8.25.2021

Martha in the Grocery Aisle

From apple crisp to chicken cacciatore, Martha is bringing a line of 40 different frozen foods to grocery stores across the United States, with plans to expand the line for holiday and beyond. Martha Stewart Kitchen was not conceived as a frozen foods brand, but it was the area of grocery product development that showed the greatest potential for success, according to Ken Venturi, CEO of MSK Foods, a subsidiary of his company Mediacast Holdings. (Venturi has partnered with Marquee Brands, which owns the Martha Stewart brand, to develop the new kitchen line).


All of the frozen foods on offer were based on recipes developed by the Martha Stewart Test Kitchens and span the whole gamut of prepared meals, from appetizers to mains to sides to desserts. The line is touting itself as a 'higher end' alternative to the more staid fare in the freezer section, using more vegetables, international flavours and fewer preservatives. Some of the offerings include baked brie, mini quiches, pigs-in-a-blanket, scalloped potatoes, beef pot roast, chicken curry, chicken and mushroom pot pie, apple hand pies, chocolate brownies, mixed-fruit crisp, and carrot cake.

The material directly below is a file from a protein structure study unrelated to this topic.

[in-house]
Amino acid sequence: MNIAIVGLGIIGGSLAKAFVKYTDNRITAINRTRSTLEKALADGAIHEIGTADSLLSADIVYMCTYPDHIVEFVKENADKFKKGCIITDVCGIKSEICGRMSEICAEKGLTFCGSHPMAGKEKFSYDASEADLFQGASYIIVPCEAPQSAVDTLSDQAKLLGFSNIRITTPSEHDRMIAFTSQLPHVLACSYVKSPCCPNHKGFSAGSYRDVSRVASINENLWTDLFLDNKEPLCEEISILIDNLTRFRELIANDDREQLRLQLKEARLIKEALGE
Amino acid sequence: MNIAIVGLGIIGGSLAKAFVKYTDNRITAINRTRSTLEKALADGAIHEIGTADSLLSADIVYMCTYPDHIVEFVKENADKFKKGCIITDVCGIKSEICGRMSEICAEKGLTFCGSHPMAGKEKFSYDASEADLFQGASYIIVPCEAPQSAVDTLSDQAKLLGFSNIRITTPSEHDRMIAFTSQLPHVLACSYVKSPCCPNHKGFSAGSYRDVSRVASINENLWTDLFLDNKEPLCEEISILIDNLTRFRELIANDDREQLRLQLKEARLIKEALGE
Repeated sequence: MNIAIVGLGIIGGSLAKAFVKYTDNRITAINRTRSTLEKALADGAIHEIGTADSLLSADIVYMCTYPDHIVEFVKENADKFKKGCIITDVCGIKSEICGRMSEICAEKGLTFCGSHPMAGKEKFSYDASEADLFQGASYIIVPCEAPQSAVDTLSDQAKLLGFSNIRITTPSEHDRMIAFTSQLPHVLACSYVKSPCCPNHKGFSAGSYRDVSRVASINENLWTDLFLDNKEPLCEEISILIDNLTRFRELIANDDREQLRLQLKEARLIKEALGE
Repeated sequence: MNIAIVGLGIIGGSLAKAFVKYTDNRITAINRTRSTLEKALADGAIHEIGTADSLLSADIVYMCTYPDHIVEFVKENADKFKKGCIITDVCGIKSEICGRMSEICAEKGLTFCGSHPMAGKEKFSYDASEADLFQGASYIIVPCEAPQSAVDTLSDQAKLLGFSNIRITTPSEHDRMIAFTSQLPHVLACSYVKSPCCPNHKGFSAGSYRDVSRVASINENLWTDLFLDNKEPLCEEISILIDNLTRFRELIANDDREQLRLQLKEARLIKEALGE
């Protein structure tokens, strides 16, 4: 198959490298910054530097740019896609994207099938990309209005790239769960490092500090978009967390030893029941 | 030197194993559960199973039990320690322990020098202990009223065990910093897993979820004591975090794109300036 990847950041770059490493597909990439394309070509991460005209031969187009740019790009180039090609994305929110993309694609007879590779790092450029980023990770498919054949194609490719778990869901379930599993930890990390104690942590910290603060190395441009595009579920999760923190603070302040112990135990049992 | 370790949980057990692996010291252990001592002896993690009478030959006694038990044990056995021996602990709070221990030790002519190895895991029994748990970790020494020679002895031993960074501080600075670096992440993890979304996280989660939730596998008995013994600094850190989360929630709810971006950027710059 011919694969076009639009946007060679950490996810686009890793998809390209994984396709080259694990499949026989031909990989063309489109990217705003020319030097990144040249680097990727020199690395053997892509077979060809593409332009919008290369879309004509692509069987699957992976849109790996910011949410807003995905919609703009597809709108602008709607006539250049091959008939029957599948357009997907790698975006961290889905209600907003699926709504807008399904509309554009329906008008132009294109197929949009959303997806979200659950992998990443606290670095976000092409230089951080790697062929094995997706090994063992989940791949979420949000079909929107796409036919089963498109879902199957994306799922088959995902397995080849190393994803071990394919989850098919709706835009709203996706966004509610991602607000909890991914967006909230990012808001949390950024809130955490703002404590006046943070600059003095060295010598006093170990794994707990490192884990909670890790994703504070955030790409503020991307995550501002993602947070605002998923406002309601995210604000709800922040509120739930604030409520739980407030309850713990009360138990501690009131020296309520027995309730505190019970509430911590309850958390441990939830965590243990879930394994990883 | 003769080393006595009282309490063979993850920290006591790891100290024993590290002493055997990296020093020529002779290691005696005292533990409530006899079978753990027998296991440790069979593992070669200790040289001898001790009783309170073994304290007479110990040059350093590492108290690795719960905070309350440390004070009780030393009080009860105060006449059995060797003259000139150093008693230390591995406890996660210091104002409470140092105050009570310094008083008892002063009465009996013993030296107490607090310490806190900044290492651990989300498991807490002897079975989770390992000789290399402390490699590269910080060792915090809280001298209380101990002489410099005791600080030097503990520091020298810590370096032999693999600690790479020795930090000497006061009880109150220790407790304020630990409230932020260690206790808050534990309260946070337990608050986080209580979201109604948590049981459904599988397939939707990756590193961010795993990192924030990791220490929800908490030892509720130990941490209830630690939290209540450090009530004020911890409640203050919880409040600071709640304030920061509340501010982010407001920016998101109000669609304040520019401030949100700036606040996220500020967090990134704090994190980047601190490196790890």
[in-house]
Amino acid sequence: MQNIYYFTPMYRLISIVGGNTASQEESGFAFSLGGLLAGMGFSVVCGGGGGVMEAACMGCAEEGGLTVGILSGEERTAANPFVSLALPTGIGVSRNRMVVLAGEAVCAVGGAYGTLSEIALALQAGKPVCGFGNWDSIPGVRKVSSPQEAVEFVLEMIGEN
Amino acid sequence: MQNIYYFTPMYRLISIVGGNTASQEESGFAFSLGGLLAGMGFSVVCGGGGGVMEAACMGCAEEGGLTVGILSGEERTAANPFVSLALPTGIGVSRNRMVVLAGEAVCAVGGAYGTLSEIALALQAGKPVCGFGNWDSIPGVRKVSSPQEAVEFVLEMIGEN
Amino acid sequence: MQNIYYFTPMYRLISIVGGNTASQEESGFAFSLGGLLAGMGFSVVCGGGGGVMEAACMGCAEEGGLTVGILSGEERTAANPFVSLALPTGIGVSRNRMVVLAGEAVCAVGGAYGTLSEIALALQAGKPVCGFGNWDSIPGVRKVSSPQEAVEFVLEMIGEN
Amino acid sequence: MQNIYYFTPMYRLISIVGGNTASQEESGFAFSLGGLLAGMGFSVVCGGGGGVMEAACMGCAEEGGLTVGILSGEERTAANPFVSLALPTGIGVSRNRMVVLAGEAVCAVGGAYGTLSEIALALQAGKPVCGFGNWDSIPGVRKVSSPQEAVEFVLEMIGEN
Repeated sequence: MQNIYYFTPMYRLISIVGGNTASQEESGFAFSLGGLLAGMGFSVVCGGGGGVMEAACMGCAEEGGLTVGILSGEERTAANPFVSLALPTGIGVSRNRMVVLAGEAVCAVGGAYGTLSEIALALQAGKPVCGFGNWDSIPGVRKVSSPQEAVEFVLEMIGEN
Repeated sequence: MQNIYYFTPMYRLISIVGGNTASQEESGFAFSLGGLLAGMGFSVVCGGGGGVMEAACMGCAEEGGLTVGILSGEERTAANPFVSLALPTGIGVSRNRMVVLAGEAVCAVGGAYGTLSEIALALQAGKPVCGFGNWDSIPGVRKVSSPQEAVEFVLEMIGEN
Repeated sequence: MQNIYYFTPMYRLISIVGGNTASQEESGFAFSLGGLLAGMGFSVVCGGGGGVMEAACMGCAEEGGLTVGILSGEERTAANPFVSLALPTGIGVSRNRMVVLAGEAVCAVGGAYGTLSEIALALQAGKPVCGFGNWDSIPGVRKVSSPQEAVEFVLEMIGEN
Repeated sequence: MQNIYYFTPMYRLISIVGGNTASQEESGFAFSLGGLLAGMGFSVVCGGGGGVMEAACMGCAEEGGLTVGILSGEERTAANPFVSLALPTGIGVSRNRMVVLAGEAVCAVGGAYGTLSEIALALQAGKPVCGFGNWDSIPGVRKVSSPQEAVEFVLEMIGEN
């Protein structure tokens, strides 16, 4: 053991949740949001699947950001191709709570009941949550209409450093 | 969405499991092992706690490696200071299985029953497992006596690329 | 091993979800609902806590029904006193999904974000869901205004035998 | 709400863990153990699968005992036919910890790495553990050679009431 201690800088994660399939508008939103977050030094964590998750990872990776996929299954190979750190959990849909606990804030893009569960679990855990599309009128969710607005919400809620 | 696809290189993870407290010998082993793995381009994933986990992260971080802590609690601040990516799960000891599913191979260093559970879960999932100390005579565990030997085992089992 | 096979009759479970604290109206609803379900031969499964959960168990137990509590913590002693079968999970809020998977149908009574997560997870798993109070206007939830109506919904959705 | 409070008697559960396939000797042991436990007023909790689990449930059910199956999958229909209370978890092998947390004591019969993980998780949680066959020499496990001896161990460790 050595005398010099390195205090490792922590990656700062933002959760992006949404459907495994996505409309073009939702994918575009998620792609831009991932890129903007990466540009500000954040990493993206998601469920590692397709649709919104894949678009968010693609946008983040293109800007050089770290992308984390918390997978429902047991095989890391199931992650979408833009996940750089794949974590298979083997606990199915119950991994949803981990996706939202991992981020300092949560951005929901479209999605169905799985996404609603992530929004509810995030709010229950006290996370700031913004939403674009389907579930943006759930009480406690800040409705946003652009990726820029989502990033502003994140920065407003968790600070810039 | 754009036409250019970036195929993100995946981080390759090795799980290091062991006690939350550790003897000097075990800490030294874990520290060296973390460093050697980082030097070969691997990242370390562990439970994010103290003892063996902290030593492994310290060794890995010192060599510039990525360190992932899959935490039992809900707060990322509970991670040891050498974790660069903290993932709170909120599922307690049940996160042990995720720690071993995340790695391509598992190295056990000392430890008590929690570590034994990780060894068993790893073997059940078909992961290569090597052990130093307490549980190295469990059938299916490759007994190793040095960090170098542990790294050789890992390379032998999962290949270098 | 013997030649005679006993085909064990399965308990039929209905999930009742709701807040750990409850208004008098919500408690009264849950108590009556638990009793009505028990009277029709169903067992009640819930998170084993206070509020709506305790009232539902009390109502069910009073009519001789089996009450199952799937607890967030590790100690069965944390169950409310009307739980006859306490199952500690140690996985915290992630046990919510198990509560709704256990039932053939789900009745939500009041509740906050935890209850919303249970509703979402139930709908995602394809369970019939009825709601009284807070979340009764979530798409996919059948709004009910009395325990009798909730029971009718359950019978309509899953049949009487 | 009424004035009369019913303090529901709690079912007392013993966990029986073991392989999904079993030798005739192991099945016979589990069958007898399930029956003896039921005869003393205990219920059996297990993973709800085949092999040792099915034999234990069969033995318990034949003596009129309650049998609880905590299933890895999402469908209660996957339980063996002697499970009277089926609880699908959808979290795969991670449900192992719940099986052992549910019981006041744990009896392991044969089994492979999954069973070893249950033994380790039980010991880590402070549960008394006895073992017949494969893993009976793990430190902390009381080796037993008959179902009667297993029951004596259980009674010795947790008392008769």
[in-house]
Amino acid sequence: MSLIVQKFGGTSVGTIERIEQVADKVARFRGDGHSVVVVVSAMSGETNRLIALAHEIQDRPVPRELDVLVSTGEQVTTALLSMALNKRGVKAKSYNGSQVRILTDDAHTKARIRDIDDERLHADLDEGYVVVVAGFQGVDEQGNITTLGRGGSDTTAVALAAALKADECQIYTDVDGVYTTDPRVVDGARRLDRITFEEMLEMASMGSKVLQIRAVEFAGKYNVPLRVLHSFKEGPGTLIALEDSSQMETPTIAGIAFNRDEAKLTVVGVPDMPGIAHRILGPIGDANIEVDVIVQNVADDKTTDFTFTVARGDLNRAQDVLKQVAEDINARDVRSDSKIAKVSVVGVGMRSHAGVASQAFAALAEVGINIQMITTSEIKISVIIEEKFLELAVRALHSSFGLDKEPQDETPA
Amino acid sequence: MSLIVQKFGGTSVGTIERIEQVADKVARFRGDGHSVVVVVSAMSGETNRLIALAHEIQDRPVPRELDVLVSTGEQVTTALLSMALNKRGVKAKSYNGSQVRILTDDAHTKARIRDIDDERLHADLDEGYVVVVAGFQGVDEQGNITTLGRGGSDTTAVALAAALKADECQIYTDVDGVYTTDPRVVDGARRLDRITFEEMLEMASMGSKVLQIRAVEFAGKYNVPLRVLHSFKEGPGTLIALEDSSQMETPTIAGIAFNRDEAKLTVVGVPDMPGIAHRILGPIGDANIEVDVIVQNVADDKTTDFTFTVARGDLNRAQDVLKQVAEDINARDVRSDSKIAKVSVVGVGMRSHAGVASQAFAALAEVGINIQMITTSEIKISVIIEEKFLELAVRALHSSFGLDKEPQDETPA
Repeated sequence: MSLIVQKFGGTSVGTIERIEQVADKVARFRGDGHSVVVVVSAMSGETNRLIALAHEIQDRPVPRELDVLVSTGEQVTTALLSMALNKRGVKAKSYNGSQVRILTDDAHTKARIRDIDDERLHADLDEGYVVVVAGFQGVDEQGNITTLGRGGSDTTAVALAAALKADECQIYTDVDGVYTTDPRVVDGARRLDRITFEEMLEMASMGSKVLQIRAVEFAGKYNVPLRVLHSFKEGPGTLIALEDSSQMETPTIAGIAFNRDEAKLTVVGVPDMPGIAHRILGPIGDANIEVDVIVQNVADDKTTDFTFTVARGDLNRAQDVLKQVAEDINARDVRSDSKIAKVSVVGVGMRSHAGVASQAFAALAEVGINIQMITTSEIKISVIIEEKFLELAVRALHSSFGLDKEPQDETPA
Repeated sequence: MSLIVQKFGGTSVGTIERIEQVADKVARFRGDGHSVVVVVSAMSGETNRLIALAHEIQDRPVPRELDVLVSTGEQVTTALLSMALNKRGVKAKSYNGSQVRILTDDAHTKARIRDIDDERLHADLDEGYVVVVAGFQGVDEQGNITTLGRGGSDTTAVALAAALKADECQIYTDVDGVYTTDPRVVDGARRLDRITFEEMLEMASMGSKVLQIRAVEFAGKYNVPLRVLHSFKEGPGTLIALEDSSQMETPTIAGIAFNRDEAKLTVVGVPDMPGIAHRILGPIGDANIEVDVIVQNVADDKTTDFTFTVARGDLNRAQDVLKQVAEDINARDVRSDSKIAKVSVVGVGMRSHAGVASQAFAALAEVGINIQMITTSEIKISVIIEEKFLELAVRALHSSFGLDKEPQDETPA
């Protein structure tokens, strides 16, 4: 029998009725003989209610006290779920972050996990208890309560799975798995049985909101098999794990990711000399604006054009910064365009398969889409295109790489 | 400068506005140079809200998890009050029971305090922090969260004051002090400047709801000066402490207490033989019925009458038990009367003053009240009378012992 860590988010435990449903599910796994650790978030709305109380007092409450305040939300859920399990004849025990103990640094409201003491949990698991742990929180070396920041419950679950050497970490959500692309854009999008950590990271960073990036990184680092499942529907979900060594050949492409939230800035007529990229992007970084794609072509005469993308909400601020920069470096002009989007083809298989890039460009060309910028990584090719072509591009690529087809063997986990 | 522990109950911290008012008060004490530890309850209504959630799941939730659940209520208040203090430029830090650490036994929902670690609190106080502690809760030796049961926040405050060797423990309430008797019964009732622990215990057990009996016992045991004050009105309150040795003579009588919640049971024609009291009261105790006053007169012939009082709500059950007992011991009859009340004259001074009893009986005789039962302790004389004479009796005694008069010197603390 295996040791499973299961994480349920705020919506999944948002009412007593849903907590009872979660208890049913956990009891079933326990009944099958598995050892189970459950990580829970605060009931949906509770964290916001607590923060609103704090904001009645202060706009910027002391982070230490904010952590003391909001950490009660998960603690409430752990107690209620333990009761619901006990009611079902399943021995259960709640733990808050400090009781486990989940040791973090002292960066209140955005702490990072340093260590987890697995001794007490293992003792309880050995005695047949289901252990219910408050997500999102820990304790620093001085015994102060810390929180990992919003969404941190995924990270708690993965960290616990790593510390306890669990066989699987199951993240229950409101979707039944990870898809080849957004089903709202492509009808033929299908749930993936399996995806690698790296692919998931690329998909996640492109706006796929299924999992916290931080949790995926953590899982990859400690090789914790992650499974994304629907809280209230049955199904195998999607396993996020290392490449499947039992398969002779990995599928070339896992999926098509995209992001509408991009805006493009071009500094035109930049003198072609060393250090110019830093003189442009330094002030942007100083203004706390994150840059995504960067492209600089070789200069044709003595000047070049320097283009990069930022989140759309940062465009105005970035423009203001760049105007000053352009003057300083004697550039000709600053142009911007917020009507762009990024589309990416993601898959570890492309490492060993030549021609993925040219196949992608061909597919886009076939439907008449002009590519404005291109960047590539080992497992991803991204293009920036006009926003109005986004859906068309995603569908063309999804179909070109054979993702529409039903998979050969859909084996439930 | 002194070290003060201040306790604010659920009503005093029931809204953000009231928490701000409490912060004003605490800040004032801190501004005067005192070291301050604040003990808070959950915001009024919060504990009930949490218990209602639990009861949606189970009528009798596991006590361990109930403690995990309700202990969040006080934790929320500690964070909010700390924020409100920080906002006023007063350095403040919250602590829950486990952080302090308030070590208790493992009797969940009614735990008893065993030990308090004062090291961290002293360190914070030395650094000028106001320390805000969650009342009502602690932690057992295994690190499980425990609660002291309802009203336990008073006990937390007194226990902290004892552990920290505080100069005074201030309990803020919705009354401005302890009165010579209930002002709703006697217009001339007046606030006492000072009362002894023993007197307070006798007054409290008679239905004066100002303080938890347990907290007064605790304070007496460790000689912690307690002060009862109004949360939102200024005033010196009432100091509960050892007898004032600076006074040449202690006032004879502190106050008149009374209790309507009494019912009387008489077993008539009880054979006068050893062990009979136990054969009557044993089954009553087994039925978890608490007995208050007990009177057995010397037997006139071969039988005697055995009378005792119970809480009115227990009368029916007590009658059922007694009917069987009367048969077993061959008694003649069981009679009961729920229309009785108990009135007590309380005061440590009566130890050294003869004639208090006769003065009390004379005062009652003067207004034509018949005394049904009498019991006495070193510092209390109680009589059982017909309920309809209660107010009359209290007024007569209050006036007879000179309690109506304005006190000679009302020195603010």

This is not Martha's first foray into packaged foods. In 2008 she developed a limited grocery line with Kirkland Foods for distribution at Costco stores. She later developed a line for JC Penney called Martha Stewart Pantry, which included items such as baking mixes, mixed nuts, crackers, sauces and marinades. Even her QVC and Macy's line had some food and pantry items on offer. Martha also has ongoing partnerships with True North Seafood (frozen fish), iGourmet (food gift baskets) and Marley Spoon, a successful meal-kit distribution service.